Canada’s Inuit culture has come to Instagram and Facebook.
Paying close attention to your YouTube titles and thumbnails is critical if you want people to click on them, according to Ben Sullins, who makes videos about Tesla and electric vehicles. Sullins' strategy is to create an 'information gap' by posing a question the viewer wants answered. Sullins has over 200,000 subscribers, and his videos have received over 38 million views. Visit Business Insider's homepage for more stories. Scrolling through YouTube can be overwhelming. Even if you know you're looking for a workout routine or investing tips, the sheer number of options makes it tricky to choose what to watch. Just as tricky: Figuring out how to get viewers to click on your video, among a sea of alternatives.  Ben Sullins, who makes videos about Tesla and electric vehicles, pays careful attention to the titles and thumbnails on his videos to make sure viewers don't scroll past them. "It almost should be, you have an idea for a video, and you figure out the title and the thumbnail first before anything, before you shoot the video, before you script the video," Sullins said in an interview with Business Insider. His strategy is to create an "information gap" by raising a question, either directly or by suggestion, in a way that makes the view want to learn more. Titles for recent videos include "Fixing Model Y Dumbest Flaw for $12" and "Choosing Our Favorite Tesla After Owning All 4." The thumbnail, Sullins said, should amplify the curiosity the title creates. His photos sometimes feature him making an exaggerated expression and text set against a red background. "The opposite of what you would consider a beautiful photo is what works well on YouTube," he said. Once a viewer clicks on your video, it's important that you deliver on your premise and keep them hooked; the longer people watch your videos, the more YouTube will share them. To keep the viewer's interest, Sullins uses a technique familiar to playwrights and screenwriters: the three-act structure. His videos begin by setting up his topic, creating a conflict, then resolving that conflict. Doing so makes the viewer more likely to become emotionally invested in the video, even if its topic is far from typical Hollywood fare. "These storytelling techniques work because they play to our evolutionary heartstrings," he said. And they have helped Sullins build a subscriber base of over 200,000 people and amass over 38 million views for his videos since he started his channel in 2013. "Focusing on that information gap — trying to entice people to click in and learn more — and then delivering in a way that's going to keep them engaged," he said, are "the keys to success that not a lot of new creators think of." Read more: A YouTuber whose Tesla channel has over 30 million views says 2 key signs show you're ready to quit your day job and make videos full time 15 YouTube stars reveal the most money they've made from a single video The top influencer-marketing metrics on Instagram that brands are tracking to measure success, from saves to comment sentiment Meet the team helping TikTok star Dixie D'Amelio launch a music career without a major record label SEE ALSO: How to back up your Microsoft OneNote data to your PC manually, or set timed automatic updates Join the conversation about this story » NOW WATCH: Why electric planes haven't taken off yet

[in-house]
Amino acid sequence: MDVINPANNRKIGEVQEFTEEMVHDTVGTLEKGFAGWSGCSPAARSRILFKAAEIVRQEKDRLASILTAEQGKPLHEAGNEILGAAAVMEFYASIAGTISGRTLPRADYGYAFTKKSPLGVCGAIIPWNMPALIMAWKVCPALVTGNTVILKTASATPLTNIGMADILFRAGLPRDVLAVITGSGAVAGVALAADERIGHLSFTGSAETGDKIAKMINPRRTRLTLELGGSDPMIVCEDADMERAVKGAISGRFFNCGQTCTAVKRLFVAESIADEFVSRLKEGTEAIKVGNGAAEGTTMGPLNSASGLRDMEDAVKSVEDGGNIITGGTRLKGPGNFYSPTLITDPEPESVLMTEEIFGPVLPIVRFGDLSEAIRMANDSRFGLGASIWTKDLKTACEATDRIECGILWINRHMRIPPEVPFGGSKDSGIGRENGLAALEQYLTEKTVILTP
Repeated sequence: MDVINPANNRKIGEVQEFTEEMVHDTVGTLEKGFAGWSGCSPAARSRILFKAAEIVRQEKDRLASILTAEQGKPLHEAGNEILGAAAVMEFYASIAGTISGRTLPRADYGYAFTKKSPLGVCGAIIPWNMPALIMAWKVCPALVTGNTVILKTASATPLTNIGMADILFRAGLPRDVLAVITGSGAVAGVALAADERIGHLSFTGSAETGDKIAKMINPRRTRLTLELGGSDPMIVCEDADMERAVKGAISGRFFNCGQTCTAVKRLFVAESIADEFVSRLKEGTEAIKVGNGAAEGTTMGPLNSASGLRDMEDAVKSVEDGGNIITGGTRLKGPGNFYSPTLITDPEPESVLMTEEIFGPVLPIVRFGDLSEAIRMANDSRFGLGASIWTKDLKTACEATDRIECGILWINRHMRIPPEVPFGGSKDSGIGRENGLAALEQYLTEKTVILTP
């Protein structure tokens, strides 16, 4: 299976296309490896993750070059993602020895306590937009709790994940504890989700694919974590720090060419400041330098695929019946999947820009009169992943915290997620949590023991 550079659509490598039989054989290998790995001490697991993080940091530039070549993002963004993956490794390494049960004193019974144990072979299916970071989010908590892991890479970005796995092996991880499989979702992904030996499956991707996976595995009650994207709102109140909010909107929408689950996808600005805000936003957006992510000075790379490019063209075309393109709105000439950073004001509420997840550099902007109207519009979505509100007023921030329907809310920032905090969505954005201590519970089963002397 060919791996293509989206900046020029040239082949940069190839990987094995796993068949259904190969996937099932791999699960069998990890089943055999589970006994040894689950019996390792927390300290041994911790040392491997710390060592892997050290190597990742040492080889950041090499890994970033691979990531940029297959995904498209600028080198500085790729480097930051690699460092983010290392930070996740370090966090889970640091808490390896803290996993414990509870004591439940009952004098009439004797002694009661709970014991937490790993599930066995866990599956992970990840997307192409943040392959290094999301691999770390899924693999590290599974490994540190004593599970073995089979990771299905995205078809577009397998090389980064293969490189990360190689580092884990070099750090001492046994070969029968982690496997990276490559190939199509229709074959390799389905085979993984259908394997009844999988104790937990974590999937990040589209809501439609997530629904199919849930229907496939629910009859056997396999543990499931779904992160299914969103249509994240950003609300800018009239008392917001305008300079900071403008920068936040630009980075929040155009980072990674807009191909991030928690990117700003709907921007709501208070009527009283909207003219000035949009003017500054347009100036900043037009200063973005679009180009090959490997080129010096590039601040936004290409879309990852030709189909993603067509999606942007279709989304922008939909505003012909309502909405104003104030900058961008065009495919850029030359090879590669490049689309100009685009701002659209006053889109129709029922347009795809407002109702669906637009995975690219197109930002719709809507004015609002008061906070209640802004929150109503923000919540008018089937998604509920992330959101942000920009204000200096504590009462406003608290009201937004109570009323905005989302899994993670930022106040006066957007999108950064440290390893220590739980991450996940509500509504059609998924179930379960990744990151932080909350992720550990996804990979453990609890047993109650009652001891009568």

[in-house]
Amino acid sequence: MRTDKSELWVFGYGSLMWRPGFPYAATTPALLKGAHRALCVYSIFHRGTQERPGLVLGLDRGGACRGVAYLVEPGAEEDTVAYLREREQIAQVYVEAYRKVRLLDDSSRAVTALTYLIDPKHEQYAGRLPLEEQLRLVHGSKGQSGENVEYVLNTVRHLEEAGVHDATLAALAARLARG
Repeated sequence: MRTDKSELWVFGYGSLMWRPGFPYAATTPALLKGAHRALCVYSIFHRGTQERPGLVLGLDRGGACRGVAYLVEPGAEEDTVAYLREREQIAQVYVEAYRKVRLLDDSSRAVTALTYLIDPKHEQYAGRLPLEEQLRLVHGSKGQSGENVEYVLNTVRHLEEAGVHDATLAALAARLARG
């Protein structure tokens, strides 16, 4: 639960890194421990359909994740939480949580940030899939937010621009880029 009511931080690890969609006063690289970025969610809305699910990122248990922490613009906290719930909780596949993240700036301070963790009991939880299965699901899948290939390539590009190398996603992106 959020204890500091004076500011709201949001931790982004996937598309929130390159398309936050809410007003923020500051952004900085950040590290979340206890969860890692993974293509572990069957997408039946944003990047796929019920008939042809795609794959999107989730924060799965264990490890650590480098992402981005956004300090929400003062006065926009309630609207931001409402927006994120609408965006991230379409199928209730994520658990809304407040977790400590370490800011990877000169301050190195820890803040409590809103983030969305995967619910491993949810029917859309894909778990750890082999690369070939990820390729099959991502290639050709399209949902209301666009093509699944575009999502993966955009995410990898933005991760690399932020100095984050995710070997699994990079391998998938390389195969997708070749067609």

Lena Dunham has detailed her excruciating experience with coronavirus.The Girls star and creator revealed she fell ill with Covid-19 in mid-March, telling of how her body “simply revolted” after contracting the virus. The US actor explained how she suffers from a chronic disease that affects the joints and skin, and said she was initially unable to distinguish the pain from her existing illness.However, Lena said the pain was soon joined by an “impossible, crushing fatigue”, as well as a fever.“Suddenly my body simply… revolted,” she wrote in a lengthy post on Instagram. “The nerves in my feet burned and muscles wouldn’t seem to do their job. My hands were numb. I couldn’t tolerate loud noises.“I couldn’t sleep but I couldn’t wake up. I lost my sense of taste and smell. A hacking cough, like a metronome keeping time. Inability to breathe after simple tasks like getting a glass of water. Random red rashes.“A pounding headache right between my eyes. It felt like I was a complex machine that had been unplugged and then had my wires rerouted into the wrong inputs. This went on for 21 days … that blended together like a rave gone wrong.” View this post on InstagramA post shared by Lena Dunham (@lenadunham) on Jul 31, 2020 at 12:04pm PDTLena said she was fortunate to have a doctor on hand to offer regular advice, meaning she never had to go to hospital. She was forced to isolate, describing the experience as intensely lonely.After a month, Lena said she tested negative for Covid-19 but the symptoms did not fade.Her hands and feet were swollen, she suffered from severe fatigue and a constant migraine. Her arthritis flared and she had “weirder symptoms that I’ll keep to myself”.Lena said she had been reluctant to speak out and did not want to “unnecessarily add my voice to a noisy landscape on such a challenging topic”, but felt compelled to do so after “seeing the carelessness with which so many in the United States are treating social distancing, jogging without masks and parties on Instagram”. She also urged people to “take the appropriate measures to protect yourself and your neighbours”.Lena is the latest famous name to speak out about her experience with the virus, with the likes of Tom Hanks, Rita Wilson and Idris Elba having previously contracted Covid-19. READ MORE: Mel Gibson ‘Doing Great’ After Being Hospitalised With Coronavirus Idris Elba Describes Traumatic Impact Coronavirus Diagnosis Had On His Mental Health Tom Hanks Felt Like ‘Canary In The Coal Mine’ After High-Profile Covid-19 Diagnosis